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N. BRETON.

PHILLIDA AND CORYDON.
IN the merry month of May,

In a morn by break of day,
With a troop of damsels playing,
Forth I yode forsooth a maying,
When anon by a wood side,
Where that May was in 'his pride,
I espied, all alone,
Phillida and Corydon.
Much ado there was, God wot,
He would love and she would not ;
She said, never man was true;
He says, none was false to you.
He said, he had lov'd her long;
She says, love should have no wrong.
Corydon would kiss her then;
She says, maids must kiss no men,
Till they do for good and all ;
When she made the shepherd call
All the heavens to witness truth
Never lov'd a truer youth ;
Then with many a pretty oath,
Yea and nay, and faith and troth,
Such as seely shepherds use
When they will not love abuse;
Love that had been long deluded,
Was with kisses sweet concluded ;
And Phillida with garlands gáy,
Was made the lady of the May.

THE SHEPHERD'S ADDRESS TO HIS MUSE. GOOD muse, rock me asleep

With some sweet harmony: This weary eyes is not to keep Thy wary company.

Sweet love, begone a while,

Thou seest my heaviness : Beauty is born but to beguile

My heart of happiness. See how my little flock,

That lov'd to feed on high, Do headlong tumble down the rock,

And in the valley die. The bushes and the trees,

That were so fresh and green,
Do all their dainty colours leese,

And not a leaf is seen.
The black-bird and the thrush,

That made the woods to ring, With all the rest, are now at hush,

And not a note they sing. Sweet Philomel, the bird

That hath the heavenly throat,
Doth now, alas! not once afford

Recording of a note.
The flowers have had a frost,

The herbs have lost their savour; And Phillida the fair hath lost

For me her wonted favour.
Thus all these careful sights

So kill me in conceit,
That now to hope upon delights

It is but mere deceit.
And therefore, my sweet muse,

That know'st what help is best, Do now thy heavenly cunning use

To set my heart åt rest. And in a dream bewray

What fate shall be my friend; Whether my life shall still decay,

Or when my sorrows end.

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si ANONYMOUS. THE STU

Ř Ock. From Percy's Collection. - 4 THE sturdy rock, for all his strength,

By raging seas is rent in twain; s
The marble stone is pierc'd, at length,

With little drops of drizzling rain;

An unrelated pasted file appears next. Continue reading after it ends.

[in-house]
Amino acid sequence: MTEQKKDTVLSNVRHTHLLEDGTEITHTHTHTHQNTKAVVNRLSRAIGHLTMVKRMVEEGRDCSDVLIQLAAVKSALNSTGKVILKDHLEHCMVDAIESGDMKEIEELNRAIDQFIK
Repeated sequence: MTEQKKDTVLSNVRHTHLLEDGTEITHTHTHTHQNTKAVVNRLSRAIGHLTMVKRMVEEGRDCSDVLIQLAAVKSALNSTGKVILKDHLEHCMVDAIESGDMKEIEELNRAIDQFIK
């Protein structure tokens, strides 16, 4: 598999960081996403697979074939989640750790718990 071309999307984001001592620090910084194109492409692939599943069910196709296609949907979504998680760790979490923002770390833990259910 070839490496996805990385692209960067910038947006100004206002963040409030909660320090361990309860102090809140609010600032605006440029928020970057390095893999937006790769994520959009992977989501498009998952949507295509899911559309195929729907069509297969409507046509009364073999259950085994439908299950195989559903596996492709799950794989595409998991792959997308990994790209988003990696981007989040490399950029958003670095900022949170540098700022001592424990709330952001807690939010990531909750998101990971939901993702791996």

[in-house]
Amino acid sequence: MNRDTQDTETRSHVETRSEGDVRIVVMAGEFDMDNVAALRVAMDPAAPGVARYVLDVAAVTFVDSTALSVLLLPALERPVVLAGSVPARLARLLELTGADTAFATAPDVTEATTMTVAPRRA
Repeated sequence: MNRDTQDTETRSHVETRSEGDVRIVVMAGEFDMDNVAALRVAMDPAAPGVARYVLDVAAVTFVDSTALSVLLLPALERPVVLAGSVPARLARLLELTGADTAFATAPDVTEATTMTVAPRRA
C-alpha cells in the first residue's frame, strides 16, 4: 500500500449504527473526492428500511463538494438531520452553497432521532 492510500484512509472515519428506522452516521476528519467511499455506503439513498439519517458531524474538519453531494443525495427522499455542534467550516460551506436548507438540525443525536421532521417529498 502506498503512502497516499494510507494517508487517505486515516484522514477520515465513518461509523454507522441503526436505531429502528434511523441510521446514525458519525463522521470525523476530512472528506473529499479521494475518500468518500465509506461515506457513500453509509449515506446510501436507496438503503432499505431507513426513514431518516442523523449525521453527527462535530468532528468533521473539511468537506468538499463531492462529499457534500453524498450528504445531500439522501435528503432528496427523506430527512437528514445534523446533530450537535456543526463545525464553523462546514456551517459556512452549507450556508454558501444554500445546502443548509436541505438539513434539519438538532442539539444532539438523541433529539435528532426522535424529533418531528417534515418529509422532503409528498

The ox doth yield unto the yoke,
The steel obeyeth the hammer stroke.
The stately stag, that seems so stout,

By yelping hounds at bay is set;
The swiftest bird that flies about,

At length is caught in fowler's net:
The greatest fish, in deepest brook,
Is soon deceived by subtle hook.
Yea, man himself, unto whose will

All things are bounden to obey,
For all his wit and worthy skill,

Doth fade at length, and fall away. There is nothing but time doth waste, The heav'ns, the earth, consume at last. But virtue sits triumphiog still

Upon the throne of glorious fame;
Though spiteful death man's body kill,

Yet hurts he not his virtuous name.
By life or death whate'er betides,
The state of virtue never slides.

THE PRAISE OF AMARGANA.
THE sún, the season, in each thing

Revives new pleasures; the sweet spring
Hath put to flight the winter keen,
To glad our lovely summer queen.

The paths where Amargana treads
With flow'ry tapestries Flora spreads,
And nature clothes the ground in green,
To glad our lovely summe

summer queen.
The groves put on their rich array:
With hawthorn-blooms embroider'd gay,
And sweet-perfumed with eglantine,
To glad our lovely summer queen.
The silent river stays his course,
Whilst, playing in the chrystal source,
The silver-scaled fish are seen
To glad our lovely summer queen.
The woods at her fair sight rejoice,
The little birds, with their loud voice,
In concert on the branches been,
To glad our lovely summer queen.
Great Pan, our god, for her dear sake,
This feast and meeting bids us make,
Of shepherd lads, and lasses sheen,
To glad our lovely summer queen.
And every swain his chance doth prove,
To win fair Amargana's love ;
In sporting strifes, quite void of spleen,
To glad our lovely summer. queen.

happiness fet Heav'n her lond, And all the Graces her attend;." Thus bid me pray the Muses nine, Long live our lovely summer queen.

C. MARLOW.

THE PASSIONATE SHEPHERD. COME live with me, and be my love,

And we will all the pleasures prove That hills and valleys, dale and field, And all the craggy mountains yield. There will we sit upon the rocks, And see the shepherds feed their flocks; By shallow rivers, to whose falls Melodious birds sing madrigals. There will I make thee beds of roses, With a thousand fragrant posies; A cap of flowers, and a kirtle, Embroider'd all with leaves of myrtle; A gown made of the finest wool, Which from our pretty lambs we pull; Slippers lin'd choicely for the cold, With buckles of the purest gold; A belt of straw and ivy bads, With coral clasps and amber studs : And if these pleasures may thee move, Then live with me, and be my love. The shepherd swains shall dance and sing, For thy delight, each May morning : If these delights thy mind may move, Then live with me, and be my love.

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